To investigate how the CARD14E138A psoriasis-associated mutation induces skin inflammation, a knock-in mouse strain was generated that allows tamoxifen-induced expression of the homologous Card14E138A mutation from the endogenous mouse Card14 locus. Heterozygous expression of CARD14E138A rapidly induced skin acanthosis, immune cell infiltration and expression of psoriasis-associated pro-inflammatory genes. Homozygous expression of CARD14E138A induced more extensive skin inflammation and a severe systemic disease involving infiltration of myeloid cells in multiple organs, temperature reduction, weight loss and organ failure. This severe phenotype resembled acute exacerbations of generalized pustular psoriasis (GPP), a rare form of psoriasis that can be caused by CARD14 mutations in patients. CARD14E138A-induced skin inflammation and systemic disease were independent of adaptive immune cells, ameliorated by blocking TNF and induced by CARD14E138A signalling only in keratinocytes. These results suggest that anti-inflammatory therapies specifically targeting keratinocytes, rather than systemic biologicals, might be effective for GPP treatment early in disease progression.
The RNA-Seq data generated in this article was deposited in the GEO repository (GSE149880).
Expression analysis of WT or Card14E138A ears 5 days and 1 month after injecton of tamoxifen.NCBI Gene Expression Omnibus, GSE149880.
A spatio-temporal characterization of the transcriptional landscape of epidermal developmentNCBI Gene Expression Omnibus, GSE75931.
RNA-sequencing transcriptome profiling of normal human keratinocytes differentiationNCBI Gene Expression Omnibus, GSE73305.
A LncRNA-MAF/MAFB transcription factor network regulates epidermal differentiationNCBI Gene Expression Omnibus, GSE52954.
- Joan Manils
- Louise V Webb
- Julia Janzen
- Stefan Boeing
- Steven C Ley
- Joan Manils
- Louise V Webb
- Ashleigh Howes
- Anne M Bowcock
The funders had no role in study design, data collection and interpretation, or the decision to submit the work for publication.
Animal experimentation: Mice were bred and maintained under specific pathogen-free conditions at the Francis Crick 787 Institute. Experiments were performed in accordance with UK Home Office regulations and endorsed by the Francis Crick Institute Animal Welfare and Ethical Review Body under the Procedure Project Licence 70/8819. Rosa26CreERT2 (Seibler et al., 2003), Krt14CreERT2 (Hong et al., 2004), VillinCreERT2 (el Marjou et al., 2004) and Rag1-/- (Spanopoulou et al., 1994) mouse lines have been described previously.
- Carla V Rothlin, Yale School of Medicine, United States
© 2020, Manils et al.
This article is distributed under the terms of the Creative Commons Attribution License permitting unrestricted use and redistribution provided that the original author and source are credited.
Notch-RBP-J signaling plays an essential role in the maintenance of myeloid homeostasis. However, its role in monocyte cell fate decisions is not fully understood. Here, we showed that conditional deletion of transcription factor RBP-J in myeloid cells resulted in marked accumulation of blood Ly6Clo monocytes that highly expressed chemokine receptor CCR2. Bone marrow transplantation and parabiosis experiments revealed a cell-intrinsic requirement of RBP-J for controlling blood Ly6CloCCR2hi monocytes. RBP-J-deficient Ly6Clo monocytes exhibited enhanced capacity competing with wildtype counterparts in blood circulation. In accordance with alterations of circulating monocytes, RBP-J deficiency led to markedly increased population of lung tissues with Ly6Clo monocytes and CD16.2+ interstitial macrophages. Furthermore, RBP-J deficiency-associated phenotypes could be genetically corrected by further deleting Ccr2 in myeloid cells. These results demonstrate that RBP-J functions as a crucial regulator of blood Ly6Clo monocytes and thus derived lung-resident myeloid populations, at least in part through regulation of CCR2.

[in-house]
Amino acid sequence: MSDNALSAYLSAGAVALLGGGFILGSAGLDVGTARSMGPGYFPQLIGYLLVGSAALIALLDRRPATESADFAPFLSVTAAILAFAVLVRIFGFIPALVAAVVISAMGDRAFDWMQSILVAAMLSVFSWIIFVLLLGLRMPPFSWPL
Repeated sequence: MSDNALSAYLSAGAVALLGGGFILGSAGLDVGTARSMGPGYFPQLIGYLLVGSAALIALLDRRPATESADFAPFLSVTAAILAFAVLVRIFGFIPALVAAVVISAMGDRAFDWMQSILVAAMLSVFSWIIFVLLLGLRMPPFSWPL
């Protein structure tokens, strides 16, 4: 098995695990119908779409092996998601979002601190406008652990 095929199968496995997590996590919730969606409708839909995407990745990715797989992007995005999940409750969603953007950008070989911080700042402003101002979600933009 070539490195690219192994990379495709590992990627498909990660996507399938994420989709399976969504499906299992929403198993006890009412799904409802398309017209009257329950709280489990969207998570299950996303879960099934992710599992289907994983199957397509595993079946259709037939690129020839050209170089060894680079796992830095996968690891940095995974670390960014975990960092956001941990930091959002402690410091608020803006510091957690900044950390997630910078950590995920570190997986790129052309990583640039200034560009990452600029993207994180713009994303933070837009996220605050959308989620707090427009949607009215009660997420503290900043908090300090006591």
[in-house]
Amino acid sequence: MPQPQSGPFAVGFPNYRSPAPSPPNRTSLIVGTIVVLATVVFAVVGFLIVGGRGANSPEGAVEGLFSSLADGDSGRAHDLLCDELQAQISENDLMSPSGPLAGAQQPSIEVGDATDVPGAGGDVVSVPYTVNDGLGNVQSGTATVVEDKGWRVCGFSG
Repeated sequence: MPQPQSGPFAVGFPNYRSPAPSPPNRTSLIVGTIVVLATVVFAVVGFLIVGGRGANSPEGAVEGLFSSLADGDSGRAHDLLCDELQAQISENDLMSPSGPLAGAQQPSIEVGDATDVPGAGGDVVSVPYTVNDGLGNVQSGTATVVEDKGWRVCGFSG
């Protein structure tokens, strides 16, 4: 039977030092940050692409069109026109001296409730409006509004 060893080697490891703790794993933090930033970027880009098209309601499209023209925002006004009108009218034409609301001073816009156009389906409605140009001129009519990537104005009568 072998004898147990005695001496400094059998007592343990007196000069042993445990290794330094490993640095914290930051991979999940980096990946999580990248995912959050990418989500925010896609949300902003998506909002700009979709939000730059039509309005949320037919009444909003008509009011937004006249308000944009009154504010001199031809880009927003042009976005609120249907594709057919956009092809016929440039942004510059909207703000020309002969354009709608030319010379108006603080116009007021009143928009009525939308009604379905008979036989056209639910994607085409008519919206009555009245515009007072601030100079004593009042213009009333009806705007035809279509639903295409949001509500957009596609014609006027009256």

T cells are crucial for efficient antigen-specific immune responses and thus their migration within the body, to inflamed tissues from circulating blood or to secondary lymphoid organs, plays a very critical role. T cell extravasation in inflamed tissues depends on chemotactic cues and interaction between endothelial adhesion molecules and cellular integrins. A migrating T cell is expected to sense diverse external and membrane-intrinsic mechano-physical cues, but molecular mechanisms of such mechanosensing in cell migration are not established. We explored if the professional mechanosensor Piezo1 plays any role during integrin-dependent chemotaxis of human T cells. We found that deficiency of Piezo1 in human T cells interfered with integrin-dependent cellular motility on ICAM-1-coated surface. Piezo1 recruitment at the leading edge of moving T cells is dependent on and follows focal adhesion formation at the leading edge and local increase in membrane tension upon chemokine receptor activation. Piezo1 recruitment and activation, followed by calcium influx and calpain activation, in turn, are crucial for the integrin LFA1 (CD11a/CD18) recruitment at the leading edge of the chemotactic human T cells. Thus, we find that Piezo1 activation in response to local mechanical cues constitutes a membrane-intrinsic component of the ‘outside-in’ signaling in human T cells, migrating in response to chemokines, that mediates integrin recruitment to the leading edge.